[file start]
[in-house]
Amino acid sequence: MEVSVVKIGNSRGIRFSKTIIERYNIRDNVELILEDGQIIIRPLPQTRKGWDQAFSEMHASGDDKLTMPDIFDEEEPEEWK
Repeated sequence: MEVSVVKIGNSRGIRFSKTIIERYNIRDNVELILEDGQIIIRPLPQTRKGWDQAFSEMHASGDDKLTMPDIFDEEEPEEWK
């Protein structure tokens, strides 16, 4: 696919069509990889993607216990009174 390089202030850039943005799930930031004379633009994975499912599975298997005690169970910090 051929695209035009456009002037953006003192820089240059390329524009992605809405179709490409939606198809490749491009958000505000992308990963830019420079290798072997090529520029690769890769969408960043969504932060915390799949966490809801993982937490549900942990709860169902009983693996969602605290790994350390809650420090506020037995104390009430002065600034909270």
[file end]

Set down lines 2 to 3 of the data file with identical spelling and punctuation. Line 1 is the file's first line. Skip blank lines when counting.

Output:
Amino acid sequence: MEVSVVKIGNSRGIRFSKTIIERYNIRDNVELILEDGQIIIRPLPQTRKGWDQAFSEMHASGDDKLTMPDIFDEEEPEEWK
Repeated sequence: MEVSVVKIGNSRGIRFSKTIIERYNIRDNVELILEDGQIIIRPLPQTRKGWDQAFSEMHASGDDKLTMPDIFDEEEPEEWK